This turn of events has certainly destroyed what little credibility the MACC had left and has confirmed the suspicions held by most right-thinking members of society that they are a body existing solely to protect the interests of the powers that be and to ensure that any opposition to the government is dealt with by harsh, brash, unnecessary and lopsided vehemence with the sole purpose of destroying any legitimate questioning of the excesses of the ruling regime so that power is perpetuated in the hands of their masters.

As far as I am concerned, and I know I speak for the team of lawyers representing Bala in this matter, that we will all be in London at the Holiday Villas, Bayswater at 10 am on the 5th July awaiting the arrival of the three MACC officers who are supposed to interview Bala as arranged and as promised.

Let me add that whatever advice the MACC may have received from the attorney-general’s chambers is highly suspect and devoid of any legal basis, but instead smacks of a hastily assembled concoction of very weak excuses designed to avoid a potentially embarrassing situation for those who are obviously in control and who are able to hijack the machinations of the state and to manipulate the system to suit their own illegitimate agendas.

And if there are still any reservations as to whether the MACC were indeed genuinely planning on interviewing Bala in London then that misconception has now been destroyed by the fact that they had, up till now, not bothered to book the conference room at the Holiday Villas, Bayswater even though they had assured us they would handle the booking.

They had never intended to interview Bala and have spent the past few weeks scrambling around for an excuse not to. The only problem is the excuse is ludicrous and everyone knows that.

Americk Sidhu

Mkini

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Rakaman video Anwar Ibrahim & What does it take to be PKR No 2?

Posted in Malaysia news with tags on June 28, 2010 by ckchew

Terence Netto

In the media hoopla over the Selangor PKR crisis, revolving as it did on the Khalid Ibrahim and Azmin Ali rivalry as prelude to a contest for the party deputy president’s post, little or no attention was paid to a vital question.

This is what is required of one to be No 2 in a PKR that is supposed to lead the Pakatan Rakyat coalition.

At this point, some may smirk at the entire notion of PKR being the leading party in Pakatan, what with five MPs and several lesser lights having left the party in the last one-a-half years of tumult in its ranks.

Although their departures have sullied PKR’s stature, few seriously feel that the quitters were anything other than fringe players in the overall composition of the party.

PKR can replace them with, in all likelihood, better quality candidates who can win back the very constituencies held by these defectors.

But can PKR find a leader with the intellectual and moral stature to be No 2 to Anwar Ibrahim and help him hold the Pakatan coalition together, which means striking a balance between an avowedly secular DAP and a theocracy-favouring PAS?

If you think light of this matter, consider the anxious musings of DAP chairman Karpal Singh on the possibility that once Pakatan takes federal power, there could well be a renewal of the question of an Islamic state which Karpal concedes is a matter of ideological principle to PAS.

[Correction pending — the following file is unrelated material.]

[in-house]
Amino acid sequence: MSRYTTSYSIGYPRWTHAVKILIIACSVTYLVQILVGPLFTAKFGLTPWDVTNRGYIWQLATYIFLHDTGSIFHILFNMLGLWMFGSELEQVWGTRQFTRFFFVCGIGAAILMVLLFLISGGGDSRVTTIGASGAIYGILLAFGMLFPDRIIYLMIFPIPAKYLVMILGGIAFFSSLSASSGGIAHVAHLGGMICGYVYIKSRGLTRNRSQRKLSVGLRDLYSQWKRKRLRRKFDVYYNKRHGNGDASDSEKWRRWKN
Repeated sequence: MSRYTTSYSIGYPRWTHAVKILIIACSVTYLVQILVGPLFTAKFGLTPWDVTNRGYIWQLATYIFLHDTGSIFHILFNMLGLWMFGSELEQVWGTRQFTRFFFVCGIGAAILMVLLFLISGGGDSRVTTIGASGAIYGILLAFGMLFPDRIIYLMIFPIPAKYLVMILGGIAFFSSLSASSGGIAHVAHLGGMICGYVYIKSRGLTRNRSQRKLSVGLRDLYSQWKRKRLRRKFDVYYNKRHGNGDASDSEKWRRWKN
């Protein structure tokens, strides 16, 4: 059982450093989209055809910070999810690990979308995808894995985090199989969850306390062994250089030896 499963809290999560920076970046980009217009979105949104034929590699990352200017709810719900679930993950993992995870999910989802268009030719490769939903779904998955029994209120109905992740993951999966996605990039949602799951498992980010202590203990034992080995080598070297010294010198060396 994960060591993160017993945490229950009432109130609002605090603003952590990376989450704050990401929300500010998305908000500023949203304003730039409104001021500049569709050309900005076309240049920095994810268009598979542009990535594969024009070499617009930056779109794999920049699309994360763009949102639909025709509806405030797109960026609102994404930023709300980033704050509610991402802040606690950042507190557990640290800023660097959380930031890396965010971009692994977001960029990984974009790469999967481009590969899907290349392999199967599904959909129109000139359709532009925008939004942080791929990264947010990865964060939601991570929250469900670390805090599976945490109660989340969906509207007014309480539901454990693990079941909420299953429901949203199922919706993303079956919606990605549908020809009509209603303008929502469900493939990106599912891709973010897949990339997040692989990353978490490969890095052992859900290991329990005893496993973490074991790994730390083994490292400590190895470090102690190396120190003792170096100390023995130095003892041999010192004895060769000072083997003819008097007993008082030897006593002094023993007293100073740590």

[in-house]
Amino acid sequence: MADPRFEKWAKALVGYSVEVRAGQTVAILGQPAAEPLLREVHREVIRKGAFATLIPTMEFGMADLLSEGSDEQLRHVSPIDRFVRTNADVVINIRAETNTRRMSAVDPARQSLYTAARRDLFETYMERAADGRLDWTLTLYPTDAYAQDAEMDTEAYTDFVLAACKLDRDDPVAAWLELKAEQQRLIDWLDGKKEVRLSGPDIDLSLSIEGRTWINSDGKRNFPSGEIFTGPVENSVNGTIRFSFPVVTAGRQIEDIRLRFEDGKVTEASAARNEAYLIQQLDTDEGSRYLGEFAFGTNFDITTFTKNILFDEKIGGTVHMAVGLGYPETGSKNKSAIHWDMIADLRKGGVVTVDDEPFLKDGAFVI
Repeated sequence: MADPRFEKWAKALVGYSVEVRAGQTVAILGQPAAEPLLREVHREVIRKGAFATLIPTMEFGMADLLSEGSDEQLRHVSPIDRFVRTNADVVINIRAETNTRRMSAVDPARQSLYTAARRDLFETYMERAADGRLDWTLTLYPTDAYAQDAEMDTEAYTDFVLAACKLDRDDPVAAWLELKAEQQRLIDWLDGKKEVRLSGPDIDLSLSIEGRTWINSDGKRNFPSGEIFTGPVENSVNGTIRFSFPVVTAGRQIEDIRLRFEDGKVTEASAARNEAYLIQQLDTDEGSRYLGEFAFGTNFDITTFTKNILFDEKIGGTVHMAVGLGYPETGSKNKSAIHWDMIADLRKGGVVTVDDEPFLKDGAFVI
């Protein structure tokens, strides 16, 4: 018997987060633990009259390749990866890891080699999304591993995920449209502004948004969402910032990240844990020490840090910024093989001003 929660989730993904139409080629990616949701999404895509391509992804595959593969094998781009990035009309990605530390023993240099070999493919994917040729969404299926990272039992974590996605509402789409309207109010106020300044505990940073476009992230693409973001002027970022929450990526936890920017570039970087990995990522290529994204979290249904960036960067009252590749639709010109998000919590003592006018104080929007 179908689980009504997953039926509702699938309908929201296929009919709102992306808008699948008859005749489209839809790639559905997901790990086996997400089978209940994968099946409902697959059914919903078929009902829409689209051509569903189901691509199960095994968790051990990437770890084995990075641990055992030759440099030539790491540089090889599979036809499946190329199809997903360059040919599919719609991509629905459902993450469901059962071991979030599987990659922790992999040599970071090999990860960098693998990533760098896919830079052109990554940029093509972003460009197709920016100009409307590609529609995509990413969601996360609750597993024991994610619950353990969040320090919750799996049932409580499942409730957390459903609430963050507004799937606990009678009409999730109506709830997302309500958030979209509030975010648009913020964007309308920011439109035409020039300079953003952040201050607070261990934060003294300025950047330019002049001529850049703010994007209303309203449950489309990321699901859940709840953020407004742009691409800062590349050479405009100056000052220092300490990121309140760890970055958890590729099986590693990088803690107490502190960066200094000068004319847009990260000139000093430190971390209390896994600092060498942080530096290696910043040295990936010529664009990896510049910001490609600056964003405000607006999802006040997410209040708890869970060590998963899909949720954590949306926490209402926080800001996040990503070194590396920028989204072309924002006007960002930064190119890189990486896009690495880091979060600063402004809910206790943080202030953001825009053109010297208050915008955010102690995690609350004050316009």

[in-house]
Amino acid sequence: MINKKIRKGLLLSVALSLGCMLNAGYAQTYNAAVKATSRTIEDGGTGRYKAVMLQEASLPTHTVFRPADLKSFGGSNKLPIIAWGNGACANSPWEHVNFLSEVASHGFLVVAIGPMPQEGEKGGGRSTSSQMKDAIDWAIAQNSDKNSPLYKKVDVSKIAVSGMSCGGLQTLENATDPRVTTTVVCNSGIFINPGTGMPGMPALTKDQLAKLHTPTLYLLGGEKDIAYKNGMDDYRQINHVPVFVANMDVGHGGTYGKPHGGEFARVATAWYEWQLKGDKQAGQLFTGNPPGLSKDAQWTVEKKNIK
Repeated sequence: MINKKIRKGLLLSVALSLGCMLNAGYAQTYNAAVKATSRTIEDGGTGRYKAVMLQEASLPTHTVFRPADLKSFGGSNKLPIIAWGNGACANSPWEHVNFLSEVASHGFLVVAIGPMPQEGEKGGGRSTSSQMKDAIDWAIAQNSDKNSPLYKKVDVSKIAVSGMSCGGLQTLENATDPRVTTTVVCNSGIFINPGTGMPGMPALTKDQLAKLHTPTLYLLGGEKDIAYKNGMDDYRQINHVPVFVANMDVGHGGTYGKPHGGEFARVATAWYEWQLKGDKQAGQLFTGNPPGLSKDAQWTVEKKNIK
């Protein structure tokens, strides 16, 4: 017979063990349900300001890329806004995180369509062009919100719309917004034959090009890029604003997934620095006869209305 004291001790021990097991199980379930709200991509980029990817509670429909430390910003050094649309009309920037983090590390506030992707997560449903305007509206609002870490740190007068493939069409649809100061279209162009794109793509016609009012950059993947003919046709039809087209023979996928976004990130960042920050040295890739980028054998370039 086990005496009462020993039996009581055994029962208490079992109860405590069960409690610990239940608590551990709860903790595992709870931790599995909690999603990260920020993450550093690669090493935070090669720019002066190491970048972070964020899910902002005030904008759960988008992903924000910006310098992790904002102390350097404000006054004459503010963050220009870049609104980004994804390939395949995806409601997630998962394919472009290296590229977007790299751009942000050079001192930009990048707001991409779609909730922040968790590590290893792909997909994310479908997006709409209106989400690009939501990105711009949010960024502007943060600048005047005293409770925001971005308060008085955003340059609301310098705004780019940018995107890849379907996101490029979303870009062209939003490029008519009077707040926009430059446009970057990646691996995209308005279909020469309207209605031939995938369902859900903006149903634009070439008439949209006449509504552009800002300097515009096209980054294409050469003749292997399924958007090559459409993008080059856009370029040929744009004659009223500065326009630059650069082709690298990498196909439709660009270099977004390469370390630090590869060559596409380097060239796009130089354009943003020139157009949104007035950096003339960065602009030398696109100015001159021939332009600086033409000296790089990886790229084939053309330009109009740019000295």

While acknowledging that PAS would find it difficult to abandon its Islamic state agenda, Karpal reiterated that DAP would never give up its stance that Malaysia is a secular state.

Karpal, who once called for Anwar’s replacement as Pakatan supremo, now acknowledges that Anwar is the main adhesive in a coalition of disparate ideologies.

He is the only politician who can keep the improbable Pakatan coalition together. And keeping it together is the only way to propelling it to replace the status quo that is beyond redemption.

Islam compatible with democracy?

Two reasons explain the phenomenon of Anwar Ibrahim: One is that Anwar has been able to project his struggles against his Umno-imposed travails into a mirror of the larger citizenry’s need for a better Malaysia.

And secondly, Anwar has displayed surpassing intellection in his quest to build a religiously informed public philosophy for the Malaysian experiment in democratic restoration.

Just now this quest is connected to a world-historical issue, which is whether Islam is compatible with democracy in Muslim-majority nations.

Much of his career till now and to come – should be become prime minister of Malaysia – is joined to this issue.

Is this overstating the case?

Surveying national, regional and the world scenarios, one thinks not.

We are at a world-historical crossroads where the truths bequeath to us by religion, Greek rationality, Roman law and the European Enlightenment are knowable through the arts of reason.

These truths confer on us certain obligations, both personal and civil, that have to be held, assented to, and worked into the fabric of democratic institutions for the prevalence of peace, justice, freedom and unity.

The saga of Anwar’s tumultuous career and intellection contain constant reminders of the need to make the ongoing Malaysian experiment in democratic restoration a success.

Seen and defined in this way, the question of who is to be No 2 in PKR dwarfs the presumptive candidates. They ought to be in no hurry to fill it. Mkini